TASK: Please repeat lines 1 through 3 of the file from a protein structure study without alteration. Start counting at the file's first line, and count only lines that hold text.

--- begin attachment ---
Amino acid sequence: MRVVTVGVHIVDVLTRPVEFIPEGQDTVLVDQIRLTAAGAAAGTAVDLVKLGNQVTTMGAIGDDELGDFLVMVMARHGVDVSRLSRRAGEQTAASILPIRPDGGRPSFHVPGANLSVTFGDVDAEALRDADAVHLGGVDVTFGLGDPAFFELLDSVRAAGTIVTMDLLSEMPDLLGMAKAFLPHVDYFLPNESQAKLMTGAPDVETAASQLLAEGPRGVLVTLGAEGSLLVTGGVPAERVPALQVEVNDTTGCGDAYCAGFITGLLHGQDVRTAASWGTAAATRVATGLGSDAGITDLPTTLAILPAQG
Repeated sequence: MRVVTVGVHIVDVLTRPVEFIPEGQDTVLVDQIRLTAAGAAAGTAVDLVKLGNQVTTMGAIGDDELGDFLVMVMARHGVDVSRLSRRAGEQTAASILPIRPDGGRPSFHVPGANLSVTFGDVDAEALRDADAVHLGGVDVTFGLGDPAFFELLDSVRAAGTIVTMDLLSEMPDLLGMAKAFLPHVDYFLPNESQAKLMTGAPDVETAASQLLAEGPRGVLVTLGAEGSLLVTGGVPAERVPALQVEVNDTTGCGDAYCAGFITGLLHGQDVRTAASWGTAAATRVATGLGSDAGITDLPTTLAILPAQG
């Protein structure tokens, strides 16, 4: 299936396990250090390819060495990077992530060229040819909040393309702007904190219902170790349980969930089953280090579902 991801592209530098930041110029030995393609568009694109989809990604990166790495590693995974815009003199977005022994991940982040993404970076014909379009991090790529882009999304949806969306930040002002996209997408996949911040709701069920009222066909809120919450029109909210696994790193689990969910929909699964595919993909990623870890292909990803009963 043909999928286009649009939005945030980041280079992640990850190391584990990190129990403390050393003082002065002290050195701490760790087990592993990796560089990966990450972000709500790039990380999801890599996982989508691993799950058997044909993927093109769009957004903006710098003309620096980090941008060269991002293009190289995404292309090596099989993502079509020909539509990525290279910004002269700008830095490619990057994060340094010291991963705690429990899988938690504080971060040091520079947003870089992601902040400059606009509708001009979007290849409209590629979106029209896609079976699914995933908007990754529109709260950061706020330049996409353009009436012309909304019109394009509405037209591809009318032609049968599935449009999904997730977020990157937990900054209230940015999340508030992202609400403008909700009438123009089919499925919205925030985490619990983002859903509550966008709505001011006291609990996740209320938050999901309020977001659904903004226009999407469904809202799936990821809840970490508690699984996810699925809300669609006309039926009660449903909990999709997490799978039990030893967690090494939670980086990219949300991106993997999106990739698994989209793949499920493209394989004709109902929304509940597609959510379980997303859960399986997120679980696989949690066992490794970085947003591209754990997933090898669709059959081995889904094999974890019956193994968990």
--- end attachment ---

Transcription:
Amino acid sequence: MRVVTVGVHIVDVLTRPVEFIPEGQDTVLVDQIRLTAAGAAAGTAVDLVKLGNQVTTMGAIGDDELGDFLVMVMARHGVDVSRLSRRAGEQTAASILPIRPDGGRPSFHVPGANLSVTFGDVDAEALRDADAVHLGGVDVTFGLGDPAFFELLDSVRAAGTIVTMDLLSEMPDLLGMAKAFLPHVDYFLPNESQAKLMTGAPDVETAASQLLAEGPRGVLVTLGAEGSLLVTGGVPAERVPALQVEVNDTTGCGDAYCAGFITGLLHGQDVRTAASWGTAAATRVATGLGSDAGITDLPTTLAILPAQG
Repeated sequence: MRVVTVGVHIVDVLTRPVEFIPEGQDTVLVDQIRLTAAGAAAGTAVDLVKLGNQVTTMGAIGDDELGDFLVMVMARHGVDVSRLSRRAGEQTAASILPIRPDGGRPSFHVPGANLSVTFGDVDAEALRDADAVHLGGVDVTFGLGDPAFFELLDSVRAAGTIVTMDLLSEMPDLLGMAKAFLPHVDYFLPNESQAKLMTGAPDVETAASQLLAEGPRGVLVTLGAEGSLLVTGGVPAERVPALQVEVNDTTGCGDAYCAGFITGLLHGQDVRTAASWGTAAATRVATGLGSDAGITDLPTTLAILPAQG
């Protein structure tokens, strides 16, 4: 299936396990250090390819060495990077992530060229040819909040393309702007904190219902170790349980969930089953280090579902 991801592209530098930041110029030995393609568009694109989809990604990166790495590693995974815009003199977005022994991940982040993404970076014909379009991090790529882009999304949806969306930040002002996209997408996949911040709701069920009222066909809120919450029109909210696994790193689990969910929909699964595919993909990623870890292909990803009963 043909999928286009649009939005945030980041280079992640990850190391584990990190129990403390050393003082002065002290050195701490760790087990592993990796560089990966990450972000709500790039990380999801890599996982989508691993799950058997044909993927093109769009957004903006710098003309620096980090941008060269991002293009190289995404292309090596099989993502079509020909539509990525290279910004002269700008830095490619990057994060340094010291991963705690429990899988938690504080971060040091520079947003870089992601902040400059606009509708001009979007290849409209590629979106029209896609079976699914995933908007990754529109709260950061706020330049996409353009009436012309909304019109394009509405037209591809009318032609049968599935449009999904997730977020990157937990900054209230940015999340508030992202609400403008909700009438123009089919499925919205925030985490619990983002859903509550966008709505001011006291609990996740209320938050999901309020977001659904903004226009999407469904809202799936990821809840970490508690699984996810699925809300669609006309039926009660449903909990999709997490799978039990030893967690090494939670980086990219949300991106993997999106990739698994989209793949499920493209394989004709109902929304509940597609959510379980997303859960399986997120679980696989949690066992490794970085947003591209754990997933090898669709059959081995889904094999974890019956193994968990």